The Friars are expected to move Juan Soto this winter, possibly as early as this week. Despite reports that the Yankees and Padres remain far apart in their talks, New York is still considered a solid favorite to acquire the two-time All-Star, whose left-handed bat would be the perfect tonic for the Yanks’ lineup.

San Diego is said to be seeking young, Major League-ready pitching in return, so this won’t be the type of prospect-laden deal that landed Soto with the Padres during the summer of 2022. The Yankees could center a package around either Michael King or Clarke Schmidt along with top pitching prospect Drew Thorpe, which could be the type of trade to entice Padres GM A.J. Preller to pull the trigger.

Other clubs -- including the Blue Jays -- remain engaged on Soto, as well, but if he’s going to be traded this week, it’s starting to feel like it’s the Yankees or bust.

4. The big names from Asia
Yoshinobu Yamamoto is the most intriguing free agent this winter not named Ohtani, as the Japanese ace is expected to command a deal worth well north of $200 million.

The Yankees, Mets, Red Sox, Giants and Dodgers are among the teams believed to be targeting Yamamoto, though most people inside the industry believe it could very well come down to an old-fashioned bidding war between the two New York clubs. That’s not to say the Dodgers can’t get involved in such a war, but if they’re going to spend what it will take to sign Ohtani, it remains to be seen whether Los Angeles will also be prepared to shell out big bucks for Yamamoto.

Two other Japanese pitchers -- starter Shōta Imanaga and reliever Yuki Matsui -- are also commanding attention from multiple teams, as is Korean outfielder Jung Hoo Lee.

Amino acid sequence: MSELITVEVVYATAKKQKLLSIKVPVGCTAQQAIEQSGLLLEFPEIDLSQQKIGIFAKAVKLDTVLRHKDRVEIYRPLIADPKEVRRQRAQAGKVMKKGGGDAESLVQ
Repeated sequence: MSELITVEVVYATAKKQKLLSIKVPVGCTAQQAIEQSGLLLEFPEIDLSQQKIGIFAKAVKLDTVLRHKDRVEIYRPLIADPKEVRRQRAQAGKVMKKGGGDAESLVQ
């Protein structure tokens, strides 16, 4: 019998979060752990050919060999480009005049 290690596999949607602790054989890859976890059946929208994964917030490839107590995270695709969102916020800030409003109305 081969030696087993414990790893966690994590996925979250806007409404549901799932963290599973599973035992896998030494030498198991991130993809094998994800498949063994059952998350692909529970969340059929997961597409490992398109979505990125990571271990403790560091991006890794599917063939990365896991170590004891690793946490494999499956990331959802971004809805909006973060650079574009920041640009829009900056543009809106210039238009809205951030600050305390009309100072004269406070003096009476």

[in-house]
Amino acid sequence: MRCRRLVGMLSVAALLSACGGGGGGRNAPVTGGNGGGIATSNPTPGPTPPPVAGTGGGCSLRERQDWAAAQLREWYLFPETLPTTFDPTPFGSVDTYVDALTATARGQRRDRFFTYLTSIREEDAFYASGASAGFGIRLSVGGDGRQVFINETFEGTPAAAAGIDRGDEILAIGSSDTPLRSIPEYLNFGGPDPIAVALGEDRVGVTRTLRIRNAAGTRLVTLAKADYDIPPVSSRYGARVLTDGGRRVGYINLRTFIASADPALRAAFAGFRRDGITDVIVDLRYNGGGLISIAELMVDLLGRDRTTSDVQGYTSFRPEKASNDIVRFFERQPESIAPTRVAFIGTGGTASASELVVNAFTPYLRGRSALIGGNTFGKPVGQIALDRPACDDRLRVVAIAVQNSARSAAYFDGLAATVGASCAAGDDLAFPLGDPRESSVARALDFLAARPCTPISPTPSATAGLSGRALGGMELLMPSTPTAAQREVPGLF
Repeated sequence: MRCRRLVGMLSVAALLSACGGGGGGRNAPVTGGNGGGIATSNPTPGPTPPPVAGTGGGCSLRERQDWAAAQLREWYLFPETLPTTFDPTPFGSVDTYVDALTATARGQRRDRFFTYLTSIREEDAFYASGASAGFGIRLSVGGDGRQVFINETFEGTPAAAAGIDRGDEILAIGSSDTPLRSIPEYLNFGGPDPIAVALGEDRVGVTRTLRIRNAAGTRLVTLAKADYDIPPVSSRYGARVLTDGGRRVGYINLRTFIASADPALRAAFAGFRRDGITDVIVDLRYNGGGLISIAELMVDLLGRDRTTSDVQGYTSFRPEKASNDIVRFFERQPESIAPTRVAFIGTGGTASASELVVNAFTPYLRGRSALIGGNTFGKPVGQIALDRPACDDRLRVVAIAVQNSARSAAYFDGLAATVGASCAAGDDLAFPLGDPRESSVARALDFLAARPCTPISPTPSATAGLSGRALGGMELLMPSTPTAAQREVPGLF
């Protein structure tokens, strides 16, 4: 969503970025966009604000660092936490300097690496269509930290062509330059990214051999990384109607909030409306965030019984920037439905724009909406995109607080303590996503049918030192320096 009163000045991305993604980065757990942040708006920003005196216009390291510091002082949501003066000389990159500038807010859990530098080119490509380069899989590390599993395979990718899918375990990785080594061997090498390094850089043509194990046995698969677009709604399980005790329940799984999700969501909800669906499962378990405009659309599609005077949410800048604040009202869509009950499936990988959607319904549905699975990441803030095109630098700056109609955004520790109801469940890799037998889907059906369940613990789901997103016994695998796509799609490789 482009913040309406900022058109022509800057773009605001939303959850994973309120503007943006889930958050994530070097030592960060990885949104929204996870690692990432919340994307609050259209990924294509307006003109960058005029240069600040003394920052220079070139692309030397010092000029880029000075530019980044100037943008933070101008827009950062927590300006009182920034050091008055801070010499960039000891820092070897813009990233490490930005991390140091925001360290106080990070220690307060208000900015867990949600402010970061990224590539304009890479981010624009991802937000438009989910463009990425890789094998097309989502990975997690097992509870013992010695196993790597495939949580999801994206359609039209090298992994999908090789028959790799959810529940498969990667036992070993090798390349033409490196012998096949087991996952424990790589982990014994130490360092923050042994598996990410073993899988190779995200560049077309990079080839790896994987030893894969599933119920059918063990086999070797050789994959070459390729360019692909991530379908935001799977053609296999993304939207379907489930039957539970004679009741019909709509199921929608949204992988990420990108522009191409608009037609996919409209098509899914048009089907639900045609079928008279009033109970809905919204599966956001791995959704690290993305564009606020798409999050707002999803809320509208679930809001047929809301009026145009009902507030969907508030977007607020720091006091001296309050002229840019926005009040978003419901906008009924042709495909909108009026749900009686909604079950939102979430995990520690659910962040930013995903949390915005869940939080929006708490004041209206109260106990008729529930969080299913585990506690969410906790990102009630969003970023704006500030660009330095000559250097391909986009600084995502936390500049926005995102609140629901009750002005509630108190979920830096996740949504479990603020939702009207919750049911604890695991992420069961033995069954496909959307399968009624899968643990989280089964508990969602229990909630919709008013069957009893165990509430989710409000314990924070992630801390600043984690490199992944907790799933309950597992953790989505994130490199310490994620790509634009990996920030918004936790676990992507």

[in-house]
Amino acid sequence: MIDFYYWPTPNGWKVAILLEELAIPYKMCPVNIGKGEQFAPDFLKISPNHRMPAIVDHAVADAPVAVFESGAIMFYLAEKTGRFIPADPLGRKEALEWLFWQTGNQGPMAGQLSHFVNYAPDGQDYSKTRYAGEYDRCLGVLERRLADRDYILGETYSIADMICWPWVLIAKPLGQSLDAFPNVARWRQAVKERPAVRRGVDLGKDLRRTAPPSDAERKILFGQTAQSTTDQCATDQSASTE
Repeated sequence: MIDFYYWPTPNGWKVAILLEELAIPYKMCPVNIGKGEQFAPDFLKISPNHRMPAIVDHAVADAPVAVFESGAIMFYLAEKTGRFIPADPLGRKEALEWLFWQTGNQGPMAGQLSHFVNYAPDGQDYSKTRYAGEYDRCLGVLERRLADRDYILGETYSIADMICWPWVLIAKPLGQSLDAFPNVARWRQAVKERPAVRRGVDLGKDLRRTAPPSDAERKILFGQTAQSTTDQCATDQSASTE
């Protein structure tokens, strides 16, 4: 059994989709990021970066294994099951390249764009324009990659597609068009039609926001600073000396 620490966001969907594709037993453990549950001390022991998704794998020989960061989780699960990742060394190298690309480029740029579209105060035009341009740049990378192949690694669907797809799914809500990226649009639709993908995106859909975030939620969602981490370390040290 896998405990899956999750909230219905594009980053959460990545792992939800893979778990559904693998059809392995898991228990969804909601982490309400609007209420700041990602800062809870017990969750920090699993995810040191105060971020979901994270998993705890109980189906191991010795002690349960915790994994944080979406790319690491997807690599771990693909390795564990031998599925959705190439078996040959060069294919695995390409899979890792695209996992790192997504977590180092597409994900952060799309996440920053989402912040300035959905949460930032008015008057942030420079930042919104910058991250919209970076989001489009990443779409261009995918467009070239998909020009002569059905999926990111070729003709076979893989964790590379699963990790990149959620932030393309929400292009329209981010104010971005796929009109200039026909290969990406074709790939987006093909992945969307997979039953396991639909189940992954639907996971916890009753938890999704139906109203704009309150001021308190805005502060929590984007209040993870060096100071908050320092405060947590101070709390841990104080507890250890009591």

5. Multiple ace pitchers could be dealt
Soto isn’t the only player on the trade block making headlines this winter, as four big-name pitchers -- Tyler Glasnow, Dylan Cease, Corbin Burnes and Shane Bieber -- are all believed to be available at the right price.

Glasnow is the most likely of the quartet to be traded, as his $25 million salary is very high for a typically low-budget Rays team. Multiple executives have said they “definitely” expect Glasnow to be dealt, while Burnes (who could be dealt as part of a package with shortstop Willy Adames) and Cease are also likely trade candidates.

Bieber is the most complicated of the bunch thanks to an elbow injury that kept him off the mound from July 9 through Sept. 22 last season. Cleveland needs to add an impact bat or two, so dealing Bieber might be the best way to accomplish that goal.

6. Hader could set a new reliever standard
Aside from a handful of deals, the bullpen market hasn’t been very active to this point, though that could change this week in Nashville.

The biggest deals for relievers this winter have been Reynaldo López (3 years, $30 million), Joe Jiménez (3 years, $26 million) and Emilio Pagán (2 years, $16 million), but those three contracts won’t add up to the total expected to be handed out to the top reliever on the market: Josh Hader.

It will likely cost more than $100 million over five years to sign the All-Star closer, who is looking to eclipse Edwin Díaz’s relief-record five-year, $102 million deal from last offseason.

Other relievers attracting significant interest include Robert Stephenson, Jordan Hicks and Hector Neris. Aroldis Chapman, Craig Kimbrel and David Robertson are also available, which could intrigue clubs looking for a proven, veteran closer on a short-term deal.